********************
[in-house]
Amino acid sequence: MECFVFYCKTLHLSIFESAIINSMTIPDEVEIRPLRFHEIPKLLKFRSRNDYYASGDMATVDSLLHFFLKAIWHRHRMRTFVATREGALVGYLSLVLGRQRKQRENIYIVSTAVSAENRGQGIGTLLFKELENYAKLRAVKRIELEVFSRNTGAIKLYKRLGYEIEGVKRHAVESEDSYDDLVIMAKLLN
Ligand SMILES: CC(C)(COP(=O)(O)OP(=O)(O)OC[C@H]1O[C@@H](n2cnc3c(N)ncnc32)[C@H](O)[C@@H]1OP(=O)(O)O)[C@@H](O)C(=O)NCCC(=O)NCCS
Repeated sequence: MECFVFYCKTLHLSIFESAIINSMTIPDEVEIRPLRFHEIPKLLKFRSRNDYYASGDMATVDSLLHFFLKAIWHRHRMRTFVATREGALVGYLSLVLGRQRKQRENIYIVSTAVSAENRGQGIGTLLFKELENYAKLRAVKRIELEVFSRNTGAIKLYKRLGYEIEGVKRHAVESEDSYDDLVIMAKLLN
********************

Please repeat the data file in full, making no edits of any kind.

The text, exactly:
[in-house]
Amino acid sequence: MECFVFYCKTLHLSIFESAIINSMTIPDEVEIRPLRFHEIPKLLKFRSRNDYYASGDMATVDSLLHFFLKAIWHRHRMRTFVATREGALVGYLSLVLGRQRKQRENIYIVSTAVSAENRGQGIGTLLFKELENYAKLRAVKRIELEVFSRNTGAIKLYKRLGYEIEGVKRHAVESEDSYDDLVIMAKLLN
Ligand SMILES: CC(C)(COP(=O)(O)OP(=O)(O)OC[C@H]1O[C@@H](n2cnc3c(N)ncnc32)[C@H](O)[C@@H]1OP(=O)(O)O)[C@@H](O)C(=O)NCCC(=O)NCCS
Repeated sequence: MECFVFYCKTLHLSIFESAIINSMTIPDEVEIRPLRFHEIPKLLKFRSRNDYYASGDMATVDSLLHFFLKAIWHRHRMRTFVATREGALVGYLSLVLGRQRKQRENIYIVSTAVSAENRGQGIGTLLFKELENYAKLRAVKRIELEVFSRNTGAIKLYKRLGYEIEGVKRHAVESEDSYDDLVIMAKLLN